Integrated circuits, and, more specifically, semiconductor on insulator structures and methods of fabrication.

BACKGROUND

Transistors and other devices are connected together to form circuits, such as very large scale integrated circuits, ultra large scale integrated circuits, memory, and other types of circuits. When the size of transistors is reduced and device compaction is increased, problems may arise concerning parasitic capacitance, off state leakage, power consumption, and other characteristics of the device. Silicon on insulator (SOI) structures have been proposed in an attempt to overcome some of these problems. However, SOI structures have a high rate of defects, as it is difficult to produce thin, uniform semiconductor layers in fabrication. Defect problems in SOI structures include defects within a single wafer (e.g., the thickness of the wafer differs at various points on the wafer) and defects from wafer to wafer (e.g., an inconsistent mean Si layer thickness among SOI wafers).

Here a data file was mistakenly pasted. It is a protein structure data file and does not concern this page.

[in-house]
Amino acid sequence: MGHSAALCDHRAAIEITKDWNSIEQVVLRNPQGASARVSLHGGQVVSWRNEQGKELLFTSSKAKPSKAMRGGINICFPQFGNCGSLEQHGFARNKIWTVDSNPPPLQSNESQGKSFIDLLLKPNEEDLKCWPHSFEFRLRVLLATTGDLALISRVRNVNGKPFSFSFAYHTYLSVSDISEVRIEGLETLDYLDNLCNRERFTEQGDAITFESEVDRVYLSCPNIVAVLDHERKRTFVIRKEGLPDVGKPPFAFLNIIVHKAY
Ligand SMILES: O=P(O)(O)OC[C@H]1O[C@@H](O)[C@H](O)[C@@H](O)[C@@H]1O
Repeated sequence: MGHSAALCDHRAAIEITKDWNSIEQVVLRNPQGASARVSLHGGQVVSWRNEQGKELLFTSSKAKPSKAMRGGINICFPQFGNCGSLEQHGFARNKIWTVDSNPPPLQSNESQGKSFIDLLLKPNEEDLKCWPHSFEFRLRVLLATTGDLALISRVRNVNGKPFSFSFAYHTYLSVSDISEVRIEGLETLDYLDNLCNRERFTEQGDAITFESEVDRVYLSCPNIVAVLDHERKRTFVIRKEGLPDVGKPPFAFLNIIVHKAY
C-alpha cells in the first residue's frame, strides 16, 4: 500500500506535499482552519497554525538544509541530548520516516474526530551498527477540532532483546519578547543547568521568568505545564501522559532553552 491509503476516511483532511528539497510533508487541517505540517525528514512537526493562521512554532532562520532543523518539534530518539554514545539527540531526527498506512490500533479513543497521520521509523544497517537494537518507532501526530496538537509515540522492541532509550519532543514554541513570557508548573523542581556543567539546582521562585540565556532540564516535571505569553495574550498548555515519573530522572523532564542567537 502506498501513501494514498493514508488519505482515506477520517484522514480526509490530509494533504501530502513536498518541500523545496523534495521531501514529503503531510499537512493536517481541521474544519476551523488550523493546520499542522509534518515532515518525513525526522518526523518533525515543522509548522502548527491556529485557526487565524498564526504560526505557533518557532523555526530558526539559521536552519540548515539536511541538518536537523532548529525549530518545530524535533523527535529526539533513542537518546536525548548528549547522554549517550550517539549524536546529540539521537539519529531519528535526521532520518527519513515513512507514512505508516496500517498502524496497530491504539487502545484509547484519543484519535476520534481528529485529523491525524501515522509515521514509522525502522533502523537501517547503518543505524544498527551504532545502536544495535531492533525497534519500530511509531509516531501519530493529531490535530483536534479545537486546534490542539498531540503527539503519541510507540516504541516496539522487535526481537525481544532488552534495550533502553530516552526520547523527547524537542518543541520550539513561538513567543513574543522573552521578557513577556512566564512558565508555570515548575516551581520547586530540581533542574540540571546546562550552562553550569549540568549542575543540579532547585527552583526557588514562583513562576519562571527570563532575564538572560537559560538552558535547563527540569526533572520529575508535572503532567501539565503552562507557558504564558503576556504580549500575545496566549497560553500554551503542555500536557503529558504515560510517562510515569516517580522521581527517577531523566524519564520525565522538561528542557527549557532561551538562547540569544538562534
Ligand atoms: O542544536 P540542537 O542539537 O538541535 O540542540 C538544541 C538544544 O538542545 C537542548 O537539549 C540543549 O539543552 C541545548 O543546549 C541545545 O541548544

Semiconductor devices include separate p-type and n-type regions. In each region, current conducts by majority carriers of a first conductive type. Minority carriers in the same region, which carry a charge of a conductive type that is opposite of the first conductive type, have a thermal equilibrium concentration that is much lower than that of majority carriers. In a p-type region, holes are majority carriers. In a n-type region, electrons are majority carriers. When a p-type region meets with a n-type region to form a pn junction, a depletion region is formed with a built in potential barrier that prevents the majority carrier of each side from crossing the pn junction. With a reverse bias applied to the two ends of the p and n regions, the potential barrier is further raised to prevent current flow via majority carriers. Minority carriers in each side of the pn junction can move across the junction freely and constitute reverse leakage currents, as they carry charges of a conductive type that is opposite of the first conductive type. Reverse leakage current is more pronounced in a narrow band gap semiconductor, because for the same majority carrier concentration, a narrow band gap semiconductor has a greater minority carrier concentration, and, hence a higher reverse leakage current. The pn junctions exist between the source/substrate regions and the drain/substrate regions (e.g., horizontally orientated) and between the source/channel, drain/channel regions (e.g., vertically orientated). By using a SOI structure, there are no source/substrate or drain/substrate regions, and the reverse leakage across the horizontal pn junction is eliminated. However, the source to channel, and the drain to channel leakage due to minority carriers crossing the vertical junction still exists, and, this channel leakage problem is worse for a narrower band gap semiconductor (e.g., in some embodiments, less than 1.1 eV) semiconductor.